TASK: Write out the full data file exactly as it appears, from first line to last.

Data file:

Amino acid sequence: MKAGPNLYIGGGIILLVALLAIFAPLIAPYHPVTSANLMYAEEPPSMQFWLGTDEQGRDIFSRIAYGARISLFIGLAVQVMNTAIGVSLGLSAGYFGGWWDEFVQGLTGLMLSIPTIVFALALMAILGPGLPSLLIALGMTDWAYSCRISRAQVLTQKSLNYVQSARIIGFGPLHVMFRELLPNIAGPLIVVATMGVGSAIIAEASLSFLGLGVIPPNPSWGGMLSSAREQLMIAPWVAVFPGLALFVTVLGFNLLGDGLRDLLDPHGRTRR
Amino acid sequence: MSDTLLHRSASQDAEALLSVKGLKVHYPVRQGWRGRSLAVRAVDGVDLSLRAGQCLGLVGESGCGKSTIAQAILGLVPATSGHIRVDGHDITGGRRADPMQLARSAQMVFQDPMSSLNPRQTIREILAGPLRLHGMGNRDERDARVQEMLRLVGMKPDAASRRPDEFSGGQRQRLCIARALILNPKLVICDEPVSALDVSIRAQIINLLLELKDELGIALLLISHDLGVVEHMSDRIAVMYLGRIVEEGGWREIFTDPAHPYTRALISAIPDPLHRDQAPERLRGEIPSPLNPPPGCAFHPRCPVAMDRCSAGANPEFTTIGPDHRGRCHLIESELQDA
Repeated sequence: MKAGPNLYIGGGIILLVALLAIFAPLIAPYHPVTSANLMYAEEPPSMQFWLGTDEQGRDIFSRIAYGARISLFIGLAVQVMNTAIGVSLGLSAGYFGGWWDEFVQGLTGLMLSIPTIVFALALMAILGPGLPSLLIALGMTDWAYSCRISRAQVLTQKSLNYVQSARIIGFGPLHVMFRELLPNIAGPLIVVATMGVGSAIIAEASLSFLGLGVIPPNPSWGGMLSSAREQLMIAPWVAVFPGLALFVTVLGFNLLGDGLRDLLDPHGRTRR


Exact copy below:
Amino acid sequence: MKAGPNLYIGGGIILLVALLAIFAPLIAPYHPVTSANLMYAEEPPSMQFWLGTDEQGRDIFSRIAYGARISLFIGLAVQVMNTAIGVSLGLSAGYFGGWWDEFVQGLTGLMLSIPTIVFALALMAILGPGLPSLLIALGMTDWAYSCRISRAQVLTQKSLNYVQSARIIGFGPLHVMFRELLPNIAGPLIVVATMGVGSAIIAEASLSFLGLGVIPPNPSWGGMLSSAREQLMIAPWVAVFPGLALFVTVLGFNLLGDGLRDLLDPHGRTRR
Amino acid sequence: MSDTLLHRSASQDAEALLSVKGLKVHYPVRQGWRGRSLAVRAVDGVDLSLRAGQCLGLVGESGCGKSTIAQAILGLVPATSGHIRVDGHDITGGRRADPMQLARSAQMVFQDPMSSLNPRQTIREILAGPLRLHGMGNRDERDARVQEMLRLVGMKPDAASRRPDEFSGGQRQRLCIARALILNPKLVICDEPVSALDVSIRAQIINLLLELKDELGIALLLISHDLGVVEHMSDRIAVMYLGRIVEEGGWREIFTDPAHPYTRALISAIPDPLHRDQAPERLRGEIPSPLNPPPGCAFHPRCPVAMDRCSAGANPEFTTIGPDHRGRCHLIESELQDA
Repeated sequence: MKAGPNLYIGGGIILLVALLAIFAPLIAPYHPVTSANLMYAEEPPSMQFWLGTDEQGRDIFSRIAYGARISLFIGLAVQVMNTAIGVSLGLSAGYFGGWWDEFVQGLTGLMLSIPTIVFALALMAILGPGLPSLLIALGMTDWAYSCRISRAQVLTQKSLNYVQSARIIGFGPLHVMFRELLPNIAGPLIVVATMGVGSAIIAEASLSFLGLGVIPPNPSWGGMLSSAREQLMIAPWVAVFPGLALFVTVLGFNLLGDGLRDLLDPHGRTRR